God is Impossible


Plutarch (Mickey's Dog)
Registered Senior Member
For those of us who are Atheists here, I thought to ask whether any of you can provide a philosophical argument that demonstrates the impossibility of God. That is to say, not simply "the lack of evidence for God", but the logical impossibility.

Come, we must have some strong atheists and non-agnostics here, so I expect you to come out of the woodwork and show us where the Theists are wrong.

This ought to be interesting.
This ought to be interesting.

If people actually stick to the premise of the thread, it should.
I fear it will revert into "God exists. moron", "No God exists, moron".
I will hold out hope, though.

I will, however, beat most of the atheists to the question...

How would you like "God" defined for the purpose of this thread?
Without a clear, concise definition, this thread, if not pointless, will not get anywhere productive.
For those of us who are Atheists here, I thought to ask whether any of you can provide a philosophical argument that demonstrates the impossibility of God. That is to say, not simply "the lack of evidence for God", but the logical impossibility.

Come, we must have some strong atheists and non-agnostics here, so I expect you to come out of the woodwork and show us where the Theists are wrong.

This ought to be interesting.

Well I'm almost a strong atheist. I think god is almost certainly impossible because an intelligent and concious being as the root cause of everything is simply absurd.

And since we don't know how our universe exists, we could just as easily imagine an infinite number of possabilities - and it would be an impossible task to guess correctly. It would be like a monkey guessing that electrons exist (haha I used an electron analogy better than LG could ever do!).

I think it's also practically impossible that the how's and why's behind the universe would match our most wishful delusions. So that rules out gods, afterlives, heaven etc.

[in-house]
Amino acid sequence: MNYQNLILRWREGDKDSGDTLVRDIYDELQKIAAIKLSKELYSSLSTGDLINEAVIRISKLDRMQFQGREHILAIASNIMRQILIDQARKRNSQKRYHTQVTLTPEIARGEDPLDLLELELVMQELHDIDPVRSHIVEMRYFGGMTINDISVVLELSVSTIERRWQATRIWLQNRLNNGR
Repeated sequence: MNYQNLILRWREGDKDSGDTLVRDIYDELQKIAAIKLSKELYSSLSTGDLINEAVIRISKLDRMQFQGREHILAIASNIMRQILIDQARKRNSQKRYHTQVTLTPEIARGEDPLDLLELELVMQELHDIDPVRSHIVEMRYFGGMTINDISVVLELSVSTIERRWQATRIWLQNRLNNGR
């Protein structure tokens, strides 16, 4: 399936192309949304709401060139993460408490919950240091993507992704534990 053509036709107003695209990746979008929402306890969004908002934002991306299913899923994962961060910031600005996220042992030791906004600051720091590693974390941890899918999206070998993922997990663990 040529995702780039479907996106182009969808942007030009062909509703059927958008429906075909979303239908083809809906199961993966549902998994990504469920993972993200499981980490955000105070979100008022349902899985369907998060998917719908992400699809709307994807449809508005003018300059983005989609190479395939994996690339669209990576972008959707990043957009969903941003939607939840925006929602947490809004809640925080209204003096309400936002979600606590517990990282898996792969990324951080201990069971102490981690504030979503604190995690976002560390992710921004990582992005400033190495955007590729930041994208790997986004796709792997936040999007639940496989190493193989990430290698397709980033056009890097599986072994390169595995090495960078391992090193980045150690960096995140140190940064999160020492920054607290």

I don't think philosophy is the tool to be determining whether a life form exists or not.
Positive rejection of God (strong atheism) doesn't necessarily involve proving that God is impossible, only that it is sufficiently improbable to preclude serious consideration.
In order for God to exist, being as we are told the Creator of all things, God must therefore have had a direct hand in creating Himself in order to exist in the first place - which, of course, is a complete nonsense.

In short, the existence of God undermines his own status as actually being God - in essence, disproving Himself by dint of His own existence.
Mr Anonymous,
That only holds true if God is not eternal.
If God is eternal, God didn't need to be created.
Which in itself only remains true if Time remains something God Himself didn't create.
I can accept that, if God is a metaphor for the universe, that it created itself. What I find hard to swallow is the set of assuptions people make about it, the idea of worship, personal intervention in human affairs, a code of morality, miracles, prayer, literal heaven and hell, angels, demons... all that crap.
Existence: As man understands existence, it is characterized by a temporal/spatial nature.
That is it possesses dimensions. Something is said to exist when it is temporal (changing) and spatial (possibility) - God, often being defined as that phenomenon which ‘exists’ outside ‘reality’ (reality being the temporal/spatial universe), is self-refuting.
Something cannot be said to ‘exist’, that is having a temporal and spatial nature, by not existing.
The most one can say is that one imagines a Being which somehow escapes human understanding. But this depends on ignorance and blind hope more than on any reasoned argument.

Perfection: God is defined by many religions as the 'perfect Being' (omniscient, omnipotent). I would state that if there are no absolutes then everything is in a state of Becoming a Something or Becoming a Nothing. Creation then becomes an act meant to self-realize or self-correct against the ravages of temporal and spatial fragmentation (entropy).
A ‘perfect’ Being would be characterized as inert and not needing or wanting anything. It would have no reason to create at all, since it possesses the entirety of what is possible and it is unchanging (non-temporal/non-spatial).